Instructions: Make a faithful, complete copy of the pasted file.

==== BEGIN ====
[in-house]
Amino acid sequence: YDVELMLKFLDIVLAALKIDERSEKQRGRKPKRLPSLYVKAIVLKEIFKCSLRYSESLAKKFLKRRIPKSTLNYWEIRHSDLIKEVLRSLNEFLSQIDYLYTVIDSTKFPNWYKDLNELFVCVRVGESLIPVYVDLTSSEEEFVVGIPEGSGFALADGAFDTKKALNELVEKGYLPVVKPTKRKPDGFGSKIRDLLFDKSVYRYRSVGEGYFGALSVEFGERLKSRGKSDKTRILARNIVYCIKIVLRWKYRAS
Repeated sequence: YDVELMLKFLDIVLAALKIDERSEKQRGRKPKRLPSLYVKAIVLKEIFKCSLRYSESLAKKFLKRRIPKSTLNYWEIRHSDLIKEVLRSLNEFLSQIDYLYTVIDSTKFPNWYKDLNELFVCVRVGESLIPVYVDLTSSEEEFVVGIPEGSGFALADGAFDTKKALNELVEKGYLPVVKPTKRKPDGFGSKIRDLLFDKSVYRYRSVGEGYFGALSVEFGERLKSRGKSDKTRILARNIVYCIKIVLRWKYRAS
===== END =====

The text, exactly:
[in-house]
Amino acid sequence: YDVELMLKFLDIVLAALKIDERSEKQRGRKPKRLPSLYVKAIVLKEIFKCSLRYSESLAKKFLKRRIPKSTLNYWEIRHSDLIKEVLRSLNEFLSQIDYLYTVIDSTKFPNWYKDLNELFVCVRVGESLIPVYVDLTSSEEEFVVGIPEGSGFALADGAFDTKKALNELVEKGYLPVVKPTKRKPDGFGSKIRDLLFDKSVYRYRSVGEGYFGALSVEFGERLKSRGKSDKTRILARNIVYCIKIVLRWKYRAS
Repeated sequence: YDVELMLKFLDIVLAALKIDERSEKQRGRKPKRLPSLYVKAIVLKEIFKCSLRYSESLAKKFLKRRIPKSTLNYWEIRHSDLIKEVLRSLNEFLSQIDYLYTVIDSTKFPNWYKDLNELFVCVRVGESLIPVYVDLTSSEEEFVVGIPEGSGFALADGAFDTKKALNELVEKGYLPVVKPTKRKPDGFGSKIRDLLFDKSVYRYRSVGEGYFGALSVEFGERLKSRGKSDKTRILARNIVYCIKIVLRWKYRAS